1. My number #1 pet peeve with the book was the Surfer’s non-stop chronic moaning about his own predicament and the mad state of humankind. I was so sick of it by the end of the 10th issue I wanted to cut a hole in the atmosphere and let the guy out myself. This I leave at the feet of Stan Lee. He has used this self-pity but I’ll do the right thing anyway device often in the past with The Thing and Spider-Man to excess, with the Silver Surfer he turned it in to an art form.
2. The first seven issues were double size and bi-monthly. This would have been OK if the books were all great, but they weren’t. For me it really began to fall apart at issue #8 and by the time it reached issue # 10 -13 the book was D.O.A. Even stories with Spider-Man and the Human Torch couldn’t save it. I know a few of my friends that got off the bus after issue #5.
3. It never felt like the book had a sense of direction (for me at least). The love of the Surfer’s life, Shalla Ba, was on another planet and he couldn’t go there. What else? Mephisto trying to steal the Surfer’s soul; well, you can only successfully do that once. I had thought Mephisto would become to the Surfer the way Loki is to Thor, a life long antagonist who never really gets what he wants. They needed a bigger playing field and a supporting cast.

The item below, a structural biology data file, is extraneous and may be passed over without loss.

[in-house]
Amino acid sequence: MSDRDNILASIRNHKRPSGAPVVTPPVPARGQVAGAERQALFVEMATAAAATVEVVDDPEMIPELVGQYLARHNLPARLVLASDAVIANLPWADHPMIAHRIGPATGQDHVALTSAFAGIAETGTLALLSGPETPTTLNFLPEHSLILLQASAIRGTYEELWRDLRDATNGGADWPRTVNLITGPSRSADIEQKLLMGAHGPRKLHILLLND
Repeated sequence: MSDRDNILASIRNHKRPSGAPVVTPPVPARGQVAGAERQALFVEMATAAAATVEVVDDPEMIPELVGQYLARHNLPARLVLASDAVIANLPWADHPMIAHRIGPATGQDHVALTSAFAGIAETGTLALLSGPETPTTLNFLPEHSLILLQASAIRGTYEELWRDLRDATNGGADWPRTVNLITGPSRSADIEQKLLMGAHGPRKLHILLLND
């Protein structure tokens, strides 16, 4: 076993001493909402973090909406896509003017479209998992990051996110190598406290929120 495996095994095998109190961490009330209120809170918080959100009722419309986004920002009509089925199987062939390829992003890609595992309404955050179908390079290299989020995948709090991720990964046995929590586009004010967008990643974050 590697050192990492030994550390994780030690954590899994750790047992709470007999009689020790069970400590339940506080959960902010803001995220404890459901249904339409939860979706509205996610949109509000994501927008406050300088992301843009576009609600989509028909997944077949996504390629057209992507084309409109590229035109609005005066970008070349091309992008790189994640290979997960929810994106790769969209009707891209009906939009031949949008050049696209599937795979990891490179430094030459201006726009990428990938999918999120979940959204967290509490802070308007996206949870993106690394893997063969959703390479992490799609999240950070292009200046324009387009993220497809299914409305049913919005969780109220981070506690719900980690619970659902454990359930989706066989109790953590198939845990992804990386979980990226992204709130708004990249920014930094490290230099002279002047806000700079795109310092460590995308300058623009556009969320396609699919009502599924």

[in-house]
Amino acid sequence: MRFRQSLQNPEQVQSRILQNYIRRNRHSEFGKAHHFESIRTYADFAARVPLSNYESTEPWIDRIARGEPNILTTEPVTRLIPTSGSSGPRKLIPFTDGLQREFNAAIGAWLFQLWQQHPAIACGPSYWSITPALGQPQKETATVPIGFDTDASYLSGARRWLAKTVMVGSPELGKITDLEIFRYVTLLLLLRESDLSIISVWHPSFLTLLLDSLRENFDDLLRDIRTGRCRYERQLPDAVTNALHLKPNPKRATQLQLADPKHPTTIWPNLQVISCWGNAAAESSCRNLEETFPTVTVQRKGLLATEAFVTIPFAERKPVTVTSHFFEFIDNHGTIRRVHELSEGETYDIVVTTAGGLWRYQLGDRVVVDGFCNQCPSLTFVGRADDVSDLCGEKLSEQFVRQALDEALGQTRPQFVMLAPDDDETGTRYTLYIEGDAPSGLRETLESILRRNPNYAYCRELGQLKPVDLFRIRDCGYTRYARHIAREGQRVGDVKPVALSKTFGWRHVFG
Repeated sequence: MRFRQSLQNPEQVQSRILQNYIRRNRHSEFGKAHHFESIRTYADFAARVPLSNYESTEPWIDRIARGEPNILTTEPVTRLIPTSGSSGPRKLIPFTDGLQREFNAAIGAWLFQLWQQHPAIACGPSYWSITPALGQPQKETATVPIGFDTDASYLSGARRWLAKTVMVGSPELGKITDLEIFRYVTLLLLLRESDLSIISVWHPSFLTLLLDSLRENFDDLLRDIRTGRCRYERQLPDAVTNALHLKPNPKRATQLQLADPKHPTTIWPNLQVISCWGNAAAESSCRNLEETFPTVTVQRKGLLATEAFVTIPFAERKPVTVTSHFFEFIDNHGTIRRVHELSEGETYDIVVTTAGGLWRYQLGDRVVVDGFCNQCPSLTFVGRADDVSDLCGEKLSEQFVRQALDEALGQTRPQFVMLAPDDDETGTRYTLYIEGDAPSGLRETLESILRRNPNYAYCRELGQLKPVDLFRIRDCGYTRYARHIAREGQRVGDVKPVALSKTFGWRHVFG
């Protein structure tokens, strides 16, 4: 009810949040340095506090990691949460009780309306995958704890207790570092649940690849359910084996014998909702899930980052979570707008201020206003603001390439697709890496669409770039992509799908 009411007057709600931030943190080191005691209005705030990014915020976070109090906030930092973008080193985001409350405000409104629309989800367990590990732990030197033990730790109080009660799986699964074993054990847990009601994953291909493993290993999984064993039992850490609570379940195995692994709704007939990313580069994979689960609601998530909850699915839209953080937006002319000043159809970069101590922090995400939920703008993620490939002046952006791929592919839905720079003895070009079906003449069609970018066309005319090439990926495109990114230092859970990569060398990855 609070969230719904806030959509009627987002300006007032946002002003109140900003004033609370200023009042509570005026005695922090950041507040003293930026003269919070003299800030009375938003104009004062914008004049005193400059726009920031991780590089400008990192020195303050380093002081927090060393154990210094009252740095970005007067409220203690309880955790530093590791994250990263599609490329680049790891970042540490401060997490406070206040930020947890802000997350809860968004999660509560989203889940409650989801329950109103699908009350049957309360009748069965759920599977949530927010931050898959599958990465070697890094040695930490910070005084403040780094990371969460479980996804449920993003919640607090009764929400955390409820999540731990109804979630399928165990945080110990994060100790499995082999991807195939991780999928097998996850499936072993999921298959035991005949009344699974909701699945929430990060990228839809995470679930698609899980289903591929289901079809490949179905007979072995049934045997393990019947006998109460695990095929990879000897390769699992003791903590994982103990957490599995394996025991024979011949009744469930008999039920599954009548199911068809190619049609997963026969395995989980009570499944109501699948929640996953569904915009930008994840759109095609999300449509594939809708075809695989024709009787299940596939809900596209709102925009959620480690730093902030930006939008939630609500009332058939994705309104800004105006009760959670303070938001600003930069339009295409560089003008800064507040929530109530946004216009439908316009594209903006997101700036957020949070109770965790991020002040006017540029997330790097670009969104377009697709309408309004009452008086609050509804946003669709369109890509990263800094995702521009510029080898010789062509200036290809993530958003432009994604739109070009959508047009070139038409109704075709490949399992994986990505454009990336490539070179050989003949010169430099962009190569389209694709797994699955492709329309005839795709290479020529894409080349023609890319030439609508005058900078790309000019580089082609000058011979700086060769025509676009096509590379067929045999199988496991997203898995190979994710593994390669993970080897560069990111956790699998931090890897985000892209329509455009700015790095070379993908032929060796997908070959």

On to the Silver Surfer run itself. All of the issues in this run are written by Stan Lee and he has his high and low points throughout the series. The art, which is second to none, is by John Buscema in all interiors except the final book (#18), which has Herb Trimpe and Jack Kirby art. Marie Severin (#15), Barry Smith (#17), and Herb Trimpe (#18) contribute cover art as well. I will cover highlights of the run below.
The Origin of the Silver Surfer